Xcom 2 Review Screenshot 2

Having said all that, the gameplay is well structured and the actual combat is satisfying. The abilities of your soldiers are engaging and can sometimes mean the difference between succeeding and failing in a mission. You may lose some hair banking on a single attack with a 28% chance of success on more than a few missions. The hit percentage mechanic needs some tweaking. At some points, despite being less than two blocks away from an opponent, I would often have less than a 50 % chance of hitting the target. The difference between a hit and a miss can be perplexing at times, but it isn’t game breaking, and won’t break the flow of combat.

Graphics and Sound

Being in large part an Xbox player, gauging the graphics is difficult. From the overhead combat screen, I could still make out the faces and armor of my units. Take that for what it is. In all, the graphics for XCOM 2 seem to be adequate, but then again I’m not a member of the PC gaming master race.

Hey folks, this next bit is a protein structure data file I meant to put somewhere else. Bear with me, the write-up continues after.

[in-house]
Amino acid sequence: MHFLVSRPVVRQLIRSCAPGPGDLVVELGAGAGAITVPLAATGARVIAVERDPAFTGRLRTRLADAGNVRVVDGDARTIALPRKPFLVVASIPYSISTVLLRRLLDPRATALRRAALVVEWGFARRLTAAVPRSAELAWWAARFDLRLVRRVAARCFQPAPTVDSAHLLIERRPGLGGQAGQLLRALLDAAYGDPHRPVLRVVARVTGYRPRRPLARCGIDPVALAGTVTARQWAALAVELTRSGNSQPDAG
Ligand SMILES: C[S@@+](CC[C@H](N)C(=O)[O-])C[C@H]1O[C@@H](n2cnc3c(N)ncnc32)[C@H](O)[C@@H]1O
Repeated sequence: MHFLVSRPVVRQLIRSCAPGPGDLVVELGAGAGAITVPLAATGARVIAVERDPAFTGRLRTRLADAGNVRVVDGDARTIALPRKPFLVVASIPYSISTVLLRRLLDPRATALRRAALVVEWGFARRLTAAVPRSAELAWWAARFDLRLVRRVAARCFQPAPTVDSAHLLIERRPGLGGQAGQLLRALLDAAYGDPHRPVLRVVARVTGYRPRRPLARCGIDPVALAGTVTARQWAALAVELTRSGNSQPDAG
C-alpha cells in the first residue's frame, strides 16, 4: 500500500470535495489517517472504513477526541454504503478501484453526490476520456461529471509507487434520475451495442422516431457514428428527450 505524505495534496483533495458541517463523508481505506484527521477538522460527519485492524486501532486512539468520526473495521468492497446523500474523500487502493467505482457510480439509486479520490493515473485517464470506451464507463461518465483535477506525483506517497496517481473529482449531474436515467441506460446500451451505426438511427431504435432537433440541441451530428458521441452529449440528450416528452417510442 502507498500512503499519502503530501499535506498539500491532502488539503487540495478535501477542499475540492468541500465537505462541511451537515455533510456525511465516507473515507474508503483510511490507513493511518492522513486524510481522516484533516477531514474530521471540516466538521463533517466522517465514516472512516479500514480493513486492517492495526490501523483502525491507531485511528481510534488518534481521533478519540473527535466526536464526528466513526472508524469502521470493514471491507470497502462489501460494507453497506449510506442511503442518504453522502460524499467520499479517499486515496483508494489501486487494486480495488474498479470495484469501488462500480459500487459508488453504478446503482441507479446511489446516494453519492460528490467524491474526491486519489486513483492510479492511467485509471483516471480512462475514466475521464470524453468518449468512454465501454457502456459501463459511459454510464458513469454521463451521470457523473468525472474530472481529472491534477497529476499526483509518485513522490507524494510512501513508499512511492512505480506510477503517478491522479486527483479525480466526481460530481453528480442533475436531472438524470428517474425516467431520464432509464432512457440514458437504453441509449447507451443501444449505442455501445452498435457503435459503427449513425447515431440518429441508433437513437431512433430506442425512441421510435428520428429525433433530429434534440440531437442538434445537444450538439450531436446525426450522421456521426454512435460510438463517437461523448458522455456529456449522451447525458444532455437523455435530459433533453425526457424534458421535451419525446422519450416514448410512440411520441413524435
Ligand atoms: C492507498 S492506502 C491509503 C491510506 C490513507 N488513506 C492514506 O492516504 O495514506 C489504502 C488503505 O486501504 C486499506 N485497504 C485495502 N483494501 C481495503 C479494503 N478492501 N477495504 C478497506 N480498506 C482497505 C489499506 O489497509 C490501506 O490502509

The sound is fair, and does its job. On headphones, the sound is balanced and immersive. On computer speakers though, you may want to rethink drinking that energy drink while playing, as sometimes explosion sounds will spike through the speakers into your face.


On an Xbox controller, the controls are simple and easy to use. Select a unit with A, move to where you want to go, and press A again to confirm. Attacking and abilities are selected through RT, and using the direction pad scrolls the cursor up vertically, to move your units on rooftops and cliffs. It’s all straightforward and functional, but not maximally optimized and fluid.

Xcom 2 Review Screenshot 3


As I’ve said before, XCOM 2 does its job well of starting you off on one end and guiding you to the end. With this in mind, the game is not for the faint of heart. The difficulty will sneak up on you, and like it or not, your soldiers will die. However, losing a soldier and wounding three others will still get you the “good” rating on most maps.


On internet boards across the internet the main question is “Can I continue missions after I beat the campaign?” Sadly no. Replaying this game depends on how much you got out of it. If you liked the challenge, then go for a harder difficulty. But this game isn’t for replay unless you enjoyed the grind. You’ll do the same types of missions, fight the same enemies again, and choose the same upgrades. All in all, you won’t replay this game unless you made the wrong choices the first time around.